Transcribed Text
Exercise 0.2.1: Check that the y given is really a solution to the equation.
Next, take the second order differential equation
=  2 y,
dx2
for some constant k > 0. The general solution for this equation is
y(x) = C1cos(kx) + C2 sin(kx).
Note
that
because
we
have
a
second
order
differential
equation,
we
have
two
constants
in
our
general
solution.
Exercise 0.2.2: Check that the y given is really a solution to the equation.
And finally, take the second order differential equation
dx² dRy = K2 y,
for some constant k > 0. The general solution for this equation is
y(x) = Ciekx + Cze
or
y(x) = D1 cosh(kx) + D2 sinh(kx).
For those that do not know, cosh and sinh are defined by
ex
+e
=
,
sinh X =
2
These
functions are sometimes easier to work with than exponentials. They have some nice familiar
properties such as cosh 0 = 1, sinh 0 = 0, and of cosh. X = sinh X (no that is not a typo) and
sinh X = cosh X.
Exercise 0.2.3: Check that both forms of the y given are really solutions to the equation.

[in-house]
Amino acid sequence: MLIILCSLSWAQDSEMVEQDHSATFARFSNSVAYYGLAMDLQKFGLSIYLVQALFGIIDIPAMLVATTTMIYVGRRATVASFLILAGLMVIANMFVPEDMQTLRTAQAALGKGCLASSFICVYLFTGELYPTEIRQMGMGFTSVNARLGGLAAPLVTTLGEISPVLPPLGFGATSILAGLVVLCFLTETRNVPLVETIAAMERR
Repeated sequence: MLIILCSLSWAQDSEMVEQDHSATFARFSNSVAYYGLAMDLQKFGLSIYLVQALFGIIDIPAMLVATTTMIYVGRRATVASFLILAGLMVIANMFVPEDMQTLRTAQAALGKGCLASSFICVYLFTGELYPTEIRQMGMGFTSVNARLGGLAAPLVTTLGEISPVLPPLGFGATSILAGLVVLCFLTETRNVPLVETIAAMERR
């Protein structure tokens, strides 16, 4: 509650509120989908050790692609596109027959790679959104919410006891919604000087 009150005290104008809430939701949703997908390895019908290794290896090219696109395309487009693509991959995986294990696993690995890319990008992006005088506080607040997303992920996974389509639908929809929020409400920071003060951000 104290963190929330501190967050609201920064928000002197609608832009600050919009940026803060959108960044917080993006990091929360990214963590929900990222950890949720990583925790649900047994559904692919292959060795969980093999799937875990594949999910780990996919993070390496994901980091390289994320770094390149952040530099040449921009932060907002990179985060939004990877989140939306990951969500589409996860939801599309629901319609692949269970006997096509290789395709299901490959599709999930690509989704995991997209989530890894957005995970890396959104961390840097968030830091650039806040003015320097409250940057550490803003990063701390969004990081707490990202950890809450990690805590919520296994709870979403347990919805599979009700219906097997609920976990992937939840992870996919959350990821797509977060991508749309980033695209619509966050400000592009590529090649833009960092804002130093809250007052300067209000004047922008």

An
interesting
note
about
cosh:
The
graph
of
cosh
is
the
exact
shape
a
hanging
chain
will
make.
This
shape
is
called
a
catenary.
Contrary
to
popular
belief
this
is
not
a
parabola.
If
you
invert
the
graph
of
cosh
it
is also the ideal arch for supporting its own weight. For example, the gateway
arch
in Saint Louis is an inverted graph of coshif it were just a parabola it might fall down. The
formula used in the design is inscribed inside the arch:
y =  127.7 ft . cosh(x/127.7 ft) + 757.7 ft.0.2.4 Exercises
Exercise 0.2.4: Show that X = eti is a solution to X"  12x" + 48x'  64x = 0.
Exercise 0.2.5: Show that X = e is not a solution to X"  12x" + 48x'   64x = 0.
Exercise 0.2.6: Is y = sint a solution to (%) 2 = 1y2?Justify. 
Exercise 0.2.7: Lety" + 2y'  8y = 0. Now try a solution of the form y = e"x for some (unknown)
constant r. Is this a solution for some r? If so, find all such r.
Exercise 0.2.8: Verify that X = Ce2i is a solution to X' = 2x. Find C to solve for the initial
condition x(0) = 100.
Exercise 0.2.9: Verify that X = Cie + C2e21 is a solution to X"  X'  2x = 0. Find C1 and C2 to
solve for the initial conditions x(0) = 10 and x' (0) = 0.
Exercise 0.2.10: Find a solution to (x')² 2 + x2 = 4 using your knowledge of derivatives of functions
that you know from basic calculus.
Exercise 0.2.11: Solve:
a)  dA dt =  10A, A(0) = 5
dH
b) = 3H, H(0) = 1
dx
change = 4y, y(0) = 0, y' (0) = 1
d) X = 9x, x(0) = 1, X' (0) = 0
d
dx²
dy²
Exercise 0.2.12: Is there a solution to y' = y, such that y(0) = y(1) ?Exercise 1.2.1: Sketch slope field for y' = exy. How do the solutions behave as x grows? Can you
guess a particular solution by looking at the slope field?
Exercise 1.2.2: Sketch slope field for y' = x2 1